August 2013

Sherwin Siy, Vice President of Legal Affairs at Public Knowledge, discusses emerging issues in digital copyright policy. He addresses the Department of Commerce’s recent green paper on digital copyright, including the need to reform copyright laws in light of new technologies. This podcast also covers the DMCA, online streaming, piracy, cell phone unlocking, fair use recognition, digital ownership, and what we’ve learned about copyright policy from the SOPA debate.


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over-the-topCBS and Time Warner Cable have been embroiled in a heated contractual battle over the past week that has resulted in viewers in some major markets losing access to CBS programming. When disputes like these go nuclear and signal blackouts occur, it is inevitable that some folks will call for policy interventions since nobody likes it when the content they love goes dark.

While some policy responses are warranted in this matter, policymakers should proceed with caution. Heated contractual negotiations are a normal part of any capitalist marketplace. We shouldn’t expect lawmakers to intervene to speed up negotiations or set content prices because that would disrupt the normal allocation of programming by placing a regulatory thumb too heavily on one side of the scale. This is why I am somewhat sympathetic to CBS in this fight. In an age when content creators struggle to protect their copyrighted content and get compensation for it, the last thing we need is government intervention that undermines the few distribution schemes that actually work well.

On the other hand, Time Warner Cable deserves sympathy here, too, since CBS currently enjoys some preexisting regulatory benefits. As I noted in this 2012 Forbes oped, “Toward a True Free Market in Television Programming,” many layers of red tape still encumber America’s video marketplace and prevent a truly free market in video programming from developing. The battle here revolves around the “retransmission consent” rules that were put in place as part of the Cable Act of 1992 and govern how video distributors carry signals from TV broadcasters, which includes CBS.

But those “retrans” rules are not the only part of the regulatory mess here. Continue reading →

Answer: To check health information. Seniors who can investigate a symptom online will save a trip to the hospital. Not knowing whether a symptom is serious and not having the ability to investigate the condition online, many seniors without internet access go to emergency room to answer their health related questions.

This is the fourth post in a series about broadband. It investigates criticisms about America’s broadband market by Susan Crawford. Other posts are available here and here.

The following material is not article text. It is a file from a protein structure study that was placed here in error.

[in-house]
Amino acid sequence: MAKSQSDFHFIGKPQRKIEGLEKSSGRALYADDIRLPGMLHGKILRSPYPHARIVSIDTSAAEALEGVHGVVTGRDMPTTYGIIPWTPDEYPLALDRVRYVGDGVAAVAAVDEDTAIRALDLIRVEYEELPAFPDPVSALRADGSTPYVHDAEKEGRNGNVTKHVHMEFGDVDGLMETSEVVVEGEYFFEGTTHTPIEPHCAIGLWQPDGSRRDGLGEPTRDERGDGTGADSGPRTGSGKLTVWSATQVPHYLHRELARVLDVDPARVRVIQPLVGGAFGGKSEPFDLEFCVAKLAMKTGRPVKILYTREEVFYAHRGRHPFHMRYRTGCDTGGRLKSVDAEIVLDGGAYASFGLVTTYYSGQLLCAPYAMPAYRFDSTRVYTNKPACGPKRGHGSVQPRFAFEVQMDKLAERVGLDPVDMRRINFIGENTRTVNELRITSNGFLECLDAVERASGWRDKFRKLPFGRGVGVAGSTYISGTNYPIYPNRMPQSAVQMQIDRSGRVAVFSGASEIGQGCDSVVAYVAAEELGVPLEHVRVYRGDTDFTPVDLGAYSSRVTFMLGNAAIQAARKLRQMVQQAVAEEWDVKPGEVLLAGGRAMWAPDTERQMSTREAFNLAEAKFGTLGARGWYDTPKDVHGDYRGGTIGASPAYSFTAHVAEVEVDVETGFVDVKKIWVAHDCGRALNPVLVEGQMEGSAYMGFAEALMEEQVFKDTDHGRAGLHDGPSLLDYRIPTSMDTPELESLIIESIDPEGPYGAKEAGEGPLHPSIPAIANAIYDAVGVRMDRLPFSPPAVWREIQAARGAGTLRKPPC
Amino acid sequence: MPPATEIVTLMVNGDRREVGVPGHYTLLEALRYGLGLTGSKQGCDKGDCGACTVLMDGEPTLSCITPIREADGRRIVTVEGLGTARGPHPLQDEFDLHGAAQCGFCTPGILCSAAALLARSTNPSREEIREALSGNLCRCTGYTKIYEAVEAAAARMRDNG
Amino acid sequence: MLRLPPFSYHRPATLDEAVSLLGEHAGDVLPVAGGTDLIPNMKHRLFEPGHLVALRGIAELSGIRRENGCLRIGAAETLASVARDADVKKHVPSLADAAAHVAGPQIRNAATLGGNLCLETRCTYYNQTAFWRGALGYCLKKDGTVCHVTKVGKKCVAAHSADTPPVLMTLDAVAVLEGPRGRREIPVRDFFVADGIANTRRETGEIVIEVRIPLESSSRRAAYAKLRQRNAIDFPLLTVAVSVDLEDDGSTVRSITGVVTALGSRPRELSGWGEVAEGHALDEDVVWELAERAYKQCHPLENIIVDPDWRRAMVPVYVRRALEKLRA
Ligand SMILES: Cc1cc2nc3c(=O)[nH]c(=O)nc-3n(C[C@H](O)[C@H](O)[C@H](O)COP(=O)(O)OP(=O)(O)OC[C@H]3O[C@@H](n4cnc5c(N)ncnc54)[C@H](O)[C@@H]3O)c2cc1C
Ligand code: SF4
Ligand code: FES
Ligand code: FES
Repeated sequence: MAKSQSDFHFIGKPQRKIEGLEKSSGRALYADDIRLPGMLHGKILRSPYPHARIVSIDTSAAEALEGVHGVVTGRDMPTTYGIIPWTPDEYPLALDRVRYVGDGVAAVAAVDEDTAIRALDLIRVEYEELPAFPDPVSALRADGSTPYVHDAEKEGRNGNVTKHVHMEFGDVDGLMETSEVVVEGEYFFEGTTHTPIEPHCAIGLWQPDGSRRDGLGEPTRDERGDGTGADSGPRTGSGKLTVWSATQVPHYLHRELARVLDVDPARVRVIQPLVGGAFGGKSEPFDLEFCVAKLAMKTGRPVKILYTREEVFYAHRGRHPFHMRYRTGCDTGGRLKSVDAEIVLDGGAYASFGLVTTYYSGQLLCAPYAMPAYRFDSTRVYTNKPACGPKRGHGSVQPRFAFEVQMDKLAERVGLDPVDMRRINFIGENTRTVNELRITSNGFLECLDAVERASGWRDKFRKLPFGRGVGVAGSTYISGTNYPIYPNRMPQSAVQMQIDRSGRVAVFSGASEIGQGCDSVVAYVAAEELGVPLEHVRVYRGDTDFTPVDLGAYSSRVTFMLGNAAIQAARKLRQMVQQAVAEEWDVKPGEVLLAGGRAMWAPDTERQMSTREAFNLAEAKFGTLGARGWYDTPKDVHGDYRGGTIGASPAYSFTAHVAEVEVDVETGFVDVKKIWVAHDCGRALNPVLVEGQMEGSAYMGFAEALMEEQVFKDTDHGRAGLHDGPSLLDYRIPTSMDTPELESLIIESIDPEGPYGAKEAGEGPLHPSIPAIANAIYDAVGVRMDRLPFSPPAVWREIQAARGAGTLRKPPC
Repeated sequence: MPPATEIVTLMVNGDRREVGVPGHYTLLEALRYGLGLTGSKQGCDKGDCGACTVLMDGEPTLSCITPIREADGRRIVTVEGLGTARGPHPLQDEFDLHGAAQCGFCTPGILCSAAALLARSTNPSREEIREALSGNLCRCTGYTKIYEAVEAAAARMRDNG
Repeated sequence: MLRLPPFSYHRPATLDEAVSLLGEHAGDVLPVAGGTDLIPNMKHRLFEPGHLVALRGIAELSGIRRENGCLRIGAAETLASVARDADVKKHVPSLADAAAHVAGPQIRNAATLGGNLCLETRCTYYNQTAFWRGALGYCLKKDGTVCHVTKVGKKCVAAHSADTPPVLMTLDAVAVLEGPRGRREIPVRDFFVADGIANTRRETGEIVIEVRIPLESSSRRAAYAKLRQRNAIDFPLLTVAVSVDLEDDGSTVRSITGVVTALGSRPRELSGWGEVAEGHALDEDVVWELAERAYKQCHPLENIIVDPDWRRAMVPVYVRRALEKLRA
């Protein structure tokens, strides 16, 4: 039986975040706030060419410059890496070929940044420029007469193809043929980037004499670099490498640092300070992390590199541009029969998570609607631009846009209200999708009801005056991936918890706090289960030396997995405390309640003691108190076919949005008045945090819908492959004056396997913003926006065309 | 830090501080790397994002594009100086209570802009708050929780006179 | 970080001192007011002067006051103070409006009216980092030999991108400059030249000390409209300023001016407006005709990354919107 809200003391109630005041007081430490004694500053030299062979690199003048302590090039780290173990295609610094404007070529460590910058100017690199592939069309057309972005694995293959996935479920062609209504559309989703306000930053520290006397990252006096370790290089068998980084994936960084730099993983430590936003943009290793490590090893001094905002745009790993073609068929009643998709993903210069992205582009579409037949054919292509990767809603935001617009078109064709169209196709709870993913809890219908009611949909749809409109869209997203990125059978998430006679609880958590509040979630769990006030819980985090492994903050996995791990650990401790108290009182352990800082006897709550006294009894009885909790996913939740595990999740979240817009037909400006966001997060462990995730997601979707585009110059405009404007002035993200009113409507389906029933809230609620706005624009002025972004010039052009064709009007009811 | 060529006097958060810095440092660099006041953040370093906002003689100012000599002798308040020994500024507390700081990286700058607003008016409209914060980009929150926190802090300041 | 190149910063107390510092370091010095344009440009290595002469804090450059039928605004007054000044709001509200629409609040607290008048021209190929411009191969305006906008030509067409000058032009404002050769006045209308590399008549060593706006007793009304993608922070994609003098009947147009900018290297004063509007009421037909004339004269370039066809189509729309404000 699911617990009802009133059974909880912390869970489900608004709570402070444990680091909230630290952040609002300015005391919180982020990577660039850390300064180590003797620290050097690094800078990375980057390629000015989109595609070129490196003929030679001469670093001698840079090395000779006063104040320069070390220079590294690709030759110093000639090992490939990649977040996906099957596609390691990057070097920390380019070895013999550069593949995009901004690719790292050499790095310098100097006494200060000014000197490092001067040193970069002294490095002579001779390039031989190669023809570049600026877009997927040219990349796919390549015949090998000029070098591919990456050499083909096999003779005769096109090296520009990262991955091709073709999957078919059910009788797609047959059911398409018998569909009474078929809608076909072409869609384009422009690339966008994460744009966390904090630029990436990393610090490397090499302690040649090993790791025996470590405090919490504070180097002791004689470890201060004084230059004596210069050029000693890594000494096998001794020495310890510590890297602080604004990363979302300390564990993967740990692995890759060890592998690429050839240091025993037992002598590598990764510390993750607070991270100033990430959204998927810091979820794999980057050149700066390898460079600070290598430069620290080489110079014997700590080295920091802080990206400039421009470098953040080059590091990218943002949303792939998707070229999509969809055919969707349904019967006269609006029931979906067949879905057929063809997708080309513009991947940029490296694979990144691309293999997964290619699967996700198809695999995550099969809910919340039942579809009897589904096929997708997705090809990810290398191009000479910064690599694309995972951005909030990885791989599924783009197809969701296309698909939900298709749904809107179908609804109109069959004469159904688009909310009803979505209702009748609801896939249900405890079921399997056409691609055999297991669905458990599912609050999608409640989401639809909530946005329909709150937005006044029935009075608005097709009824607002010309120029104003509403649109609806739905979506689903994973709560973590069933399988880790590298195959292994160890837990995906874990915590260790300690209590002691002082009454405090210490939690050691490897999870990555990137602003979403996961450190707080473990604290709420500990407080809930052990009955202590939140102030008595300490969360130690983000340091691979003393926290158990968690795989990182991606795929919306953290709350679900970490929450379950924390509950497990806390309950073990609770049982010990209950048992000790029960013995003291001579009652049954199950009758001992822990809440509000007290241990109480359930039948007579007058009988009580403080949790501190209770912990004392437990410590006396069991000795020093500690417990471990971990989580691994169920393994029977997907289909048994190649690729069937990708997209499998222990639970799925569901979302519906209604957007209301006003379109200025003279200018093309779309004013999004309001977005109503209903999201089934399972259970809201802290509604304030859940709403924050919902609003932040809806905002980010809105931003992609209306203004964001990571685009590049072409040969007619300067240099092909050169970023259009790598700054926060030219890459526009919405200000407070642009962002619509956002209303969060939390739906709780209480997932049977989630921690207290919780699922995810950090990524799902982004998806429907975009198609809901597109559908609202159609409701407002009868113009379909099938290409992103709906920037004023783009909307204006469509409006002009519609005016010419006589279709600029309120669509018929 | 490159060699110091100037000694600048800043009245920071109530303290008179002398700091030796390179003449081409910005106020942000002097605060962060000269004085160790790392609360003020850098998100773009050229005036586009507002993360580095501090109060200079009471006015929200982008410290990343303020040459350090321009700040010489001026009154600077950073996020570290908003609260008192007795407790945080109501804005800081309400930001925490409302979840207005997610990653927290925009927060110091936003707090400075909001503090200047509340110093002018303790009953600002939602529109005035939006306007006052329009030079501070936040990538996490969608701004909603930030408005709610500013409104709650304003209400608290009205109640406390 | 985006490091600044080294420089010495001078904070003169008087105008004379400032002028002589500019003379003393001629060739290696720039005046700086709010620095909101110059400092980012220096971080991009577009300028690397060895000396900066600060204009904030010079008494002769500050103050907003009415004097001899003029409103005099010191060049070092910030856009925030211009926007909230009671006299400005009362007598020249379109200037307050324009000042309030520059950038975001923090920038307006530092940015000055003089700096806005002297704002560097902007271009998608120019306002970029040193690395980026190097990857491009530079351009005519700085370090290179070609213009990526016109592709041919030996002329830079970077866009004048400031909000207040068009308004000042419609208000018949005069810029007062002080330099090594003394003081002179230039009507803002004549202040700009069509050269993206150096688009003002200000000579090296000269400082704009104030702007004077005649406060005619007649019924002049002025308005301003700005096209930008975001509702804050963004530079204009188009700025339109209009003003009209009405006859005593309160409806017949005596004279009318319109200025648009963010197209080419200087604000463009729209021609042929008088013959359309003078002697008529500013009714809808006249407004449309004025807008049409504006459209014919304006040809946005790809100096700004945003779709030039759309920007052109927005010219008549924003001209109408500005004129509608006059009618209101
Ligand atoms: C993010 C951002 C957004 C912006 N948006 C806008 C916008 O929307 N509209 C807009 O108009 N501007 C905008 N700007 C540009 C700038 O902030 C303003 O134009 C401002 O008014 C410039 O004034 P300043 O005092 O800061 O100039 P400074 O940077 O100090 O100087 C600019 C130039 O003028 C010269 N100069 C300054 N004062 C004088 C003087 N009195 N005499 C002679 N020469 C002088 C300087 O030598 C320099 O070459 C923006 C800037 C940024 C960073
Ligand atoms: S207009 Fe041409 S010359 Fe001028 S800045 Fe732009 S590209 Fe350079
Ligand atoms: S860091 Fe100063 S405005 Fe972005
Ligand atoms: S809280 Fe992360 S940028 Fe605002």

Crawford notes on a recent blog post, “One recent 2012 study showed that even after going through digital literacy training, 22% of participants still did not have a connection.”  The part that Crawford doesn’t mention is that 78% of the 33,000 people who participated in the digital literacy program (30 hours of classroom instruction on the basics of the computers and internet) went on to become sustainable broadband adopters (SBAs), meaning they secured their own broadband connection at home. Continue reading →

In my latest essay for the IAPP “Privacy Perspectives” blog , I ponder the question: Why is it that better methods of digital contracting and data ownership have not yet developed to help us protect our privacy online?  I note that the idea has long been floating around out there, but never gone anywhere. I offer a couple of explanations for why that has likely been the case. But I also note that there may still be some reasons to believe that private data contracting has a future.

Read the whole thing.

(Note: I discuss these issues in greater detail in my forthcoming George Mason Law Review article, “A Framework for Benefit-Cost Analysis in Digital Privacy Debates.” It will be out before the end of the month and I will post it here once it is live.)

This is the third of a series of three blog posts about broadband in America in response to Susan Crawford’s book Captive Audience and her recent blog post responding to positive assessments of America’s broadband marketplace in the New York Times. Read the first and second blog.

If Crawford’s mind, this is a battle between the oppressor and the oppressed:  Big cable and big mobile vs. consumers. Consumers can’t switch from cable because there are no adequate substitutes. Worst of all, she claims, the poor are hardest hit because they have “only” the choice of mobile.

Before we go deeper into these arguments, we should take a look back.  It was not long ago that we didn’t have broadband or mobile phones.  In less than two decades, our society and economy have been transformed by the internet, and we have evolved so quickly that we can now discuss which kind of network we should have, how fast it is, which kind of device to use, and even how the traffic should be managed on that network. The fact that we have this discussion shows the enormous progress we’ve made in a short time. Plus we can discuss it on a blogging platform, yet another innovation enabled the internet. Continue reading →